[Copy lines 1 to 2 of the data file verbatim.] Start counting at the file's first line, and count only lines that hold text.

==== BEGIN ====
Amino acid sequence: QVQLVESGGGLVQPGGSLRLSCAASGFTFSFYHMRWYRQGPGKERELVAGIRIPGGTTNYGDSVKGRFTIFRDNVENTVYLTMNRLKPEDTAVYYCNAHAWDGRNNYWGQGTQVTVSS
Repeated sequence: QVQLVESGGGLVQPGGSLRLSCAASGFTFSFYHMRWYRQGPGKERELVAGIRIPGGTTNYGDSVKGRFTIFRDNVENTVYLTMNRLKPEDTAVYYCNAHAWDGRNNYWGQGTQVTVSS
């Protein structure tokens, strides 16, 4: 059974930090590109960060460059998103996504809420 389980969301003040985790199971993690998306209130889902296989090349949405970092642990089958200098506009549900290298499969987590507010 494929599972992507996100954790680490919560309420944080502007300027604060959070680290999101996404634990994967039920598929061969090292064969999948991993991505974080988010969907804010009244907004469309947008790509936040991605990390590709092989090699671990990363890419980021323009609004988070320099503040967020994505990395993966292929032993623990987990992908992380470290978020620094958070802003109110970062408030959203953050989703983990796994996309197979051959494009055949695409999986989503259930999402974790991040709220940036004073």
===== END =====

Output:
Amino acid sequence: QVQLVESGGGLVQPGGSLRLSCAASGFTFSFYHMRWYRQGPGKERELVAGIRIPGGTTNYGDSVKGRFTIFRDNVENTVYLTMNRLKPEDTAVYYCNAHAWDGRNNYWGQGTQVTVSS
Repeated sequence: QVQLVESGGGLVQPGGSLRLSCAASGFTFSFYHMRWYRQGPGKERELVAGIRIPGGTTNYGDSVKGRFTIFRDNVENTVYLTMNRLKPEDTAVYYCNAHAWDGRNNYWGQGTQVTVSS